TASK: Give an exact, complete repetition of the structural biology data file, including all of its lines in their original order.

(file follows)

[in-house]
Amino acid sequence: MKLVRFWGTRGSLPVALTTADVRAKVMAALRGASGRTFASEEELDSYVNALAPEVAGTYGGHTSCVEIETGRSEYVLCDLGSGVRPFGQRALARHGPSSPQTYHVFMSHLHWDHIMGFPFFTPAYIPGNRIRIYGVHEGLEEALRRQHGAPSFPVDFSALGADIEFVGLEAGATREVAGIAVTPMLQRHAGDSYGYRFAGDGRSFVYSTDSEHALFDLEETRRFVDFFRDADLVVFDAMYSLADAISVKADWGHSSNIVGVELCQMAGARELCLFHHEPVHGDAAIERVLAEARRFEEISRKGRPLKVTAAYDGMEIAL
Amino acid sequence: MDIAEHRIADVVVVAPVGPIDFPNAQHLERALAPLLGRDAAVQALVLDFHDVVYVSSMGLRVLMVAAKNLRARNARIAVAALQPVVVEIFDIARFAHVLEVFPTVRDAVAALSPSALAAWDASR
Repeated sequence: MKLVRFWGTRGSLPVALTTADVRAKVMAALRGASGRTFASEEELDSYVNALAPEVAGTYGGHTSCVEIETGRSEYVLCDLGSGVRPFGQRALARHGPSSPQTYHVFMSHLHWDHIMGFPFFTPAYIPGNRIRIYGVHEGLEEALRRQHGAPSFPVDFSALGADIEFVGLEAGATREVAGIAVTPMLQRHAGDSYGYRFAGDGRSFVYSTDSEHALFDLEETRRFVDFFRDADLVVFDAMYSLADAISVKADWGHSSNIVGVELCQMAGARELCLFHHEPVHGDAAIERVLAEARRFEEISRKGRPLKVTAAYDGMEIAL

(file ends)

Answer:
[in-house]
Amino acid sequence: MKLVRFWGTRGSLPVALTTADVRAKVMAALRGASGRTFASEEELDSYVNALAPEVAGTYGGHTSCVEIETGRSEYVLCDLGSGVRPFGQRALARHGPSSPQTYHVFMSHLHWDHIMGFPFFTPAYIPGNRIRIYGVHEGLEEALRRQHGAPSFPVDFSALGADIEFVGLEAGATREVAGIAVTPMLQRHAGDSYGYRFAGDGRSFVYSTDSEHALFDLEETRRFVDFFRDADLVVFDAMYSLADAISVKADWGHSSNIVGVELCQMAGARELCLFHHEPVHGDAAIERVLAEARRFEEISRKGRPLKVTAAYDGMEIAL
Amino acid sequence: MDIAEHRIADVVVVAPVGPIDFPNAQHLERALAPLLGRDAAVQALVLDFHDVVYVSSMGLRVLMVAAKNLRARNARIAVAALQPVVVEIFDIARFAHVLEVFPTVRDAVAALSPSALAAWDASR
Repeated sequence: MKLVRFWGTRGSLPVALTTADVRAKVMAALRGASGRTFASEEELDSYVNALAPEVAGTYGGHTSCVEIETGRSEYVLCDLGSGVRPFGQRALARHGPSSPQTYHVFMSHLHWDHIMGFPFFTPAYIPGNRIRIYGVHEGLEEALRRQHGAPSFPVDFSALGADIEFVGLEAGATREVAGIAVTPMLQRHAGDSYGYRFAGDGRSFVYSTDSEHALFDLEETRRFVDFFRDADLVVFDAMYSLADAISVKADWGHSSNIVGVELCQMAGARELCLFHHEPVHGDAAIERVLAEARRFEEISRKGRPLKVTAAYDGMEIAL